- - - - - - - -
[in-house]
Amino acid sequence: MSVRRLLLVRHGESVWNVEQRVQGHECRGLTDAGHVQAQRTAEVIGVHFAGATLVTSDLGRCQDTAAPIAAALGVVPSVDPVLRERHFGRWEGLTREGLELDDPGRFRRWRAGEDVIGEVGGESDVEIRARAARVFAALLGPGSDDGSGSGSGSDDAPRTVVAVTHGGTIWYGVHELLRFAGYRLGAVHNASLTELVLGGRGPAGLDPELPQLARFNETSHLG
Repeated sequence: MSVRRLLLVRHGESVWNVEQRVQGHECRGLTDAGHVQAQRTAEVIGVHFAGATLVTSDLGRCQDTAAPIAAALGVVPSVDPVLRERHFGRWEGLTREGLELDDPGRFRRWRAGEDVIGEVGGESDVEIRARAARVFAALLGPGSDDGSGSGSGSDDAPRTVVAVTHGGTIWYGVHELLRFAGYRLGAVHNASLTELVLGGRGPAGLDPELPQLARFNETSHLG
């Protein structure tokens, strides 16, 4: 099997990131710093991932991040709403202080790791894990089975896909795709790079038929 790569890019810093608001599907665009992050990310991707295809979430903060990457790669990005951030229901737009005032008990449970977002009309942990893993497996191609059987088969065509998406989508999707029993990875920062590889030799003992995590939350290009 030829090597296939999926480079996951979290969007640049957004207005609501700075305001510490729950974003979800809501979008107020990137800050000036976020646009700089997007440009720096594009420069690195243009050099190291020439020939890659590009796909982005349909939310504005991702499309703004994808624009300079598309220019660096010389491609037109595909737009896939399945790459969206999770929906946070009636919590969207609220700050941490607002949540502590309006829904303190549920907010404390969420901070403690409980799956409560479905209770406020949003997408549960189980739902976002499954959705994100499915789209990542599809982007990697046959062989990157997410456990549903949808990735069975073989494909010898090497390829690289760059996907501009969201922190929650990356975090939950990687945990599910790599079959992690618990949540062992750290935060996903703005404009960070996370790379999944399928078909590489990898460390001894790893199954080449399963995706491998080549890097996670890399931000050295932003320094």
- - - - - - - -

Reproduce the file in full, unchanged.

[in-house]
Amino acid sequence: MSVRRLLLVRHGESVWNVEQRVQGHECRGLTDAGHVQAQRTAEVIGVHFAGATLVTSDLGRCQDTAAPIAAALGVVPSVDPVLRERHFGRWEGLTREGLELDDPGRFRRWRAGEDVIGEVGGESDVEIRARAARVFAALLGPGSDDGSGSGSGSDDAPRTVVAVTHGGTIWYGVHELLRFAGYRLGAVHNASLTELVLGGRGPAGLDPELPQLARFNETSHLG
Repeated sequence: MSVRRLLLVRHGESVWNVEQRVQGHECRGLTDAGHVQAQRTAEVIGVHFAGATLVTSDLGRCQDTAAPIAAALGVVPSVDPVLRERHFGRWEGLTREGLELDDPGRFRRWRAGEDVIGEVGGESDVEIRARAARVFAALLGPGSDDGSGSGSGSDDAPRTVVAVTHGGTIWYGVHELLRFAGYRLGAVHNASLTELVLGGRGPAGLDPELPQLARFNETSHLG
């Protein structure tokens, strides 16, 4: 099997990131710093991932991040709403202080790791894990089975896909795709790079038929 790569890019810093608001599907665009992050990310991707295809979430903060990457790669990005951030229901737009005032008990449970977002009309942990893993497996191609059987088969065509998406989508999707029993990875920062590889030799003992995590939350290009 030829090597296939999926480079996951979290969007640049957004207005609501700075305001510490729950974003979800809501979008107020990137800050000036976020646009700089997007440009720096594009420069690195243009050099190291020439020939890659590009796909982005349909939310504005991702499309703004994808624009300079598309220019660096010389491609037109595909737009896939399945790459969206999770929906946070009636919590969207609220700050941490607002949540502590309006829904303190549920907010404390969420901070403690409980799956409560479905209770406020949003997408549960189980739902976002499954959705994100499915789209990542599809982007990697046959062989990157997410456990549903949808990735069975073989494909010898090497390829690289760059996907501009969201922190929650990356975090939950990687945990599910790599079959992690618990949540062992750290935060996903703005404009960070996370790379999944399928078909590489990898460390001894790893199954080449399963995706491998080549890097996670890399931000050295932003320094």